Another potentially major change in the region: the Israelis, Iranians, Saudis and Egyptians are increasingly concerned about Turkey, which sees the ISIS threat somewhat differently from its neighbors. Turkey has allegedly allowed thousands of militants to cross its border and join ISIS because the group is fighting Assad and militant Kurdish groups like the Kurdistan Workers’ Party (PKK), which the Turks see as a permanent threat in the south and east of their country. (Turkey has acknowledged that its border with Syria is porous but has denied accusations that it purposefully allows militants to cross.) “Why aren’t you Americans making more of a fuss about Turkey’s support for ISIS?” a prominent Egyptian official asked me. “I read a lot more about our humanitarian problems in the American press than I do about the Turks who are allowing terrorists to cross their border and behead Americans.”

Of course, the “humanitarian problems” in Egypt are very real, as al-Sisi’s forces have led a brutal suppression of the Muslim Brotherhood. But the Egyptians have become sensitive to the point of paranoia about the changing U.S. role in the region. I had dinner in Cairo with a group of prominent leaders. One of them, a banker, asked seriously, “Is it true that there is a secret alliance between Obama and the Muslim Brotherhood to destabilize the existing Sunni governments in the region?”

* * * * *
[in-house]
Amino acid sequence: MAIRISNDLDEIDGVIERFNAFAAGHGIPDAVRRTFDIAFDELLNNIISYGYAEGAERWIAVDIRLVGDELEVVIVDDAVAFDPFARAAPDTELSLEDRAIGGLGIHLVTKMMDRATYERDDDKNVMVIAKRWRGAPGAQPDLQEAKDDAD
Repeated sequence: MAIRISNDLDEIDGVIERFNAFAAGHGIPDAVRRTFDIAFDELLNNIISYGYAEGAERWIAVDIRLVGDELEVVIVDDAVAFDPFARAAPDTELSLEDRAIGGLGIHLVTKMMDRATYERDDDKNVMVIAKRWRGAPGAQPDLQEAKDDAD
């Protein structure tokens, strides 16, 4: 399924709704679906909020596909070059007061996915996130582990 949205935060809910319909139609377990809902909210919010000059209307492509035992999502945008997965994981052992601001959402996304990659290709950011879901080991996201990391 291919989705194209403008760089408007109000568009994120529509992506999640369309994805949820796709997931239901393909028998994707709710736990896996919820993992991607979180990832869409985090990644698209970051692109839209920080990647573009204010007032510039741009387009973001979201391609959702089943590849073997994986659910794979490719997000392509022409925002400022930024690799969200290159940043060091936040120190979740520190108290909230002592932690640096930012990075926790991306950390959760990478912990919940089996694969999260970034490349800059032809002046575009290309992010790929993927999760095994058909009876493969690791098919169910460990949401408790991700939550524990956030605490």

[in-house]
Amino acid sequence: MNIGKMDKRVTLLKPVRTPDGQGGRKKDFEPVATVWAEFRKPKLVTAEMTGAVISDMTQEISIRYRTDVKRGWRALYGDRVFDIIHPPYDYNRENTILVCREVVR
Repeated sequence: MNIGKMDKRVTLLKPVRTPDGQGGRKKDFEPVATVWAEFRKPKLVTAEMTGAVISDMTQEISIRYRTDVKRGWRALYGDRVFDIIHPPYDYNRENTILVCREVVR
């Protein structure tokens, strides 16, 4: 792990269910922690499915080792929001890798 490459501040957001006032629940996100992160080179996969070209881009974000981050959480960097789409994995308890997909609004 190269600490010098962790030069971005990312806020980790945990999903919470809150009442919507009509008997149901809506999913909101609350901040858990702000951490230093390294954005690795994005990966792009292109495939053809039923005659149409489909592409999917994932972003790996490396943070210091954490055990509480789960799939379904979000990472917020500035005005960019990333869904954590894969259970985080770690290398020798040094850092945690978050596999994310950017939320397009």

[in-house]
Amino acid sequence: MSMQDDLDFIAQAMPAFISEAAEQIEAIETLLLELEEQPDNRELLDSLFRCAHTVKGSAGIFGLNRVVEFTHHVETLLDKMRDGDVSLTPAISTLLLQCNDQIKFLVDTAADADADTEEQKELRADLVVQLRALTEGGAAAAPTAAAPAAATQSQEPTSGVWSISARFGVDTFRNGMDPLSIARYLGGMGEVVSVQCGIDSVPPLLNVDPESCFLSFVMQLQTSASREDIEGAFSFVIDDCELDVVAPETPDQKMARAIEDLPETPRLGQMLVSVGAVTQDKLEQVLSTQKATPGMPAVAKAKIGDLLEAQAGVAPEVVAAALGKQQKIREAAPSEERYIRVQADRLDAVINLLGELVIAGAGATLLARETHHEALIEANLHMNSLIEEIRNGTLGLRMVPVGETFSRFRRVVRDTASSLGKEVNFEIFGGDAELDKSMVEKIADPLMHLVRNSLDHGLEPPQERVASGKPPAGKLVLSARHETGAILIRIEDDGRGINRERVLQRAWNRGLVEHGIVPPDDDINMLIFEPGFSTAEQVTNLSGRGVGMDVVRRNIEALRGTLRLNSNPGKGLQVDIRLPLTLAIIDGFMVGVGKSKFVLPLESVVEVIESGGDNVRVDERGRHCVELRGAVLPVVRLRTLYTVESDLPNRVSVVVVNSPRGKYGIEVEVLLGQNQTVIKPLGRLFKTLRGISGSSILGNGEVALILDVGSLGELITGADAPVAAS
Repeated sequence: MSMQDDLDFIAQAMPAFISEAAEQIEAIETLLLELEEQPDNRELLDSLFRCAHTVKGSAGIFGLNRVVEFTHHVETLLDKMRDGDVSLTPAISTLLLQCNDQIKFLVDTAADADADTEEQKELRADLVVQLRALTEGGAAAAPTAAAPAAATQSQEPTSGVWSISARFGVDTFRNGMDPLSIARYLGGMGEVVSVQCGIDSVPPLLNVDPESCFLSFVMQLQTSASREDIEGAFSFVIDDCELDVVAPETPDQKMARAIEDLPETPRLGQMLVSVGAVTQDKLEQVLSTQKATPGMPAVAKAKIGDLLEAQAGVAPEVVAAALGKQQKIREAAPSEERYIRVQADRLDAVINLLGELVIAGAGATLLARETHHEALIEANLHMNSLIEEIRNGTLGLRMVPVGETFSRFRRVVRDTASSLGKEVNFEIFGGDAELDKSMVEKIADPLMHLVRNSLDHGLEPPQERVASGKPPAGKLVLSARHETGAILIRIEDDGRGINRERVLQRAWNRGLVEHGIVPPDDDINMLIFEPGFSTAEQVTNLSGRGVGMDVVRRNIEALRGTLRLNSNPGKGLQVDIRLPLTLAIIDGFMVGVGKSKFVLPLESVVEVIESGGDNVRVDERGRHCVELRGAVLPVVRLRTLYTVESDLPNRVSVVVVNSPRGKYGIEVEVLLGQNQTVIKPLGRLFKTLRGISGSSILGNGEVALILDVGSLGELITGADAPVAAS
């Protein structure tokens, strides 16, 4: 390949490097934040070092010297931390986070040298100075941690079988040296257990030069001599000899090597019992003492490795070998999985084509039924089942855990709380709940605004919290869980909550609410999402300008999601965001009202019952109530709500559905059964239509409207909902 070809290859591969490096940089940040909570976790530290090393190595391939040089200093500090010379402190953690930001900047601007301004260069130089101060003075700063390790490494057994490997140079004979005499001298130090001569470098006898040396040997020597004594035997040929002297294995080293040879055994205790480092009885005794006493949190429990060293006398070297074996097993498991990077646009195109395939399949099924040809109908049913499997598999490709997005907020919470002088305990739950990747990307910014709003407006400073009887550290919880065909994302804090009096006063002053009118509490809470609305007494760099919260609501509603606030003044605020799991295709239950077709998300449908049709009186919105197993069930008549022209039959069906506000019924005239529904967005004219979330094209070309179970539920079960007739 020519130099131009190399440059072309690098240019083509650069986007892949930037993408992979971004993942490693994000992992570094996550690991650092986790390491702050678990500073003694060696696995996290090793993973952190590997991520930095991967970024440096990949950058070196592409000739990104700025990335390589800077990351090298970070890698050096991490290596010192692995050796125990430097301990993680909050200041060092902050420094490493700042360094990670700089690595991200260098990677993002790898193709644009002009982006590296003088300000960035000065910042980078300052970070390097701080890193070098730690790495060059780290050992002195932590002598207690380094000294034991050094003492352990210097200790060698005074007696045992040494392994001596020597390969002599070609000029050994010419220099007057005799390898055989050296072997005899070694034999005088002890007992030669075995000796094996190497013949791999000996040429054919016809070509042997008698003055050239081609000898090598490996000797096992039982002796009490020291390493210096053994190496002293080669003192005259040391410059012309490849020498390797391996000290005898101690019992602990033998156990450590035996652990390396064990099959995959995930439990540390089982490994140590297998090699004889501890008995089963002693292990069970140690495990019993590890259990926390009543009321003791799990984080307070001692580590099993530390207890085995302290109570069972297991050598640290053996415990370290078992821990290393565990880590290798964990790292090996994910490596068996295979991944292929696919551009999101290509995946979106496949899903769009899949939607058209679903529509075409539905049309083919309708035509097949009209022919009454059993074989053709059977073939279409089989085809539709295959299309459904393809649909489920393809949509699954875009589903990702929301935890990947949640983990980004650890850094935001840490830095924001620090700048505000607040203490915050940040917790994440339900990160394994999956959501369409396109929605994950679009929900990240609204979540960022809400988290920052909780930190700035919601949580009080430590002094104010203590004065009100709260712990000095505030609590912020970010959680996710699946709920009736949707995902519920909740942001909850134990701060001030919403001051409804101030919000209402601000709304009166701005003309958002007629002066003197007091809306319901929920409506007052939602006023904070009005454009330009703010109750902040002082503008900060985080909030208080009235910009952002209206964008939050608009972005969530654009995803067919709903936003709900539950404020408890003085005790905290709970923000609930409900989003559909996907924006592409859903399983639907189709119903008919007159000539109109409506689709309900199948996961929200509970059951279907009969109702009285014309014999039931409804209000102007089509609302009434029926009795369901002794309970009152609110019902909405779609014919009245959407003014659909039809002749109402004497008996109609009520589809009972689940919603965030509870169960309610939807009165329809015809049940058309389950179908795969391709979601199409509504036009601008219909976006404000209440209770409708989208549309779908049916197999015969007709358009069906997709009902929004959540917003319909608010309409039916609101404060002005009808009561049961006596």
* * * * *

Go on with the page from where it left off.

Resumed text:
I started to laugh, but none of the Egyptians at the table were smiling. They didn’t buy the banker’s conspiracy theory, but they laid out an array of charges, ranging from the (pre-Obama) Iraq invasion to the President’s support for the overthrow of former President Hosni Mubarak to the Administration’s recent slow walk of military supplies, especially spare parts, to the al-Sisi government. “Doesn’t he want us to be fighting ISIS in Sinai?” asked the banker.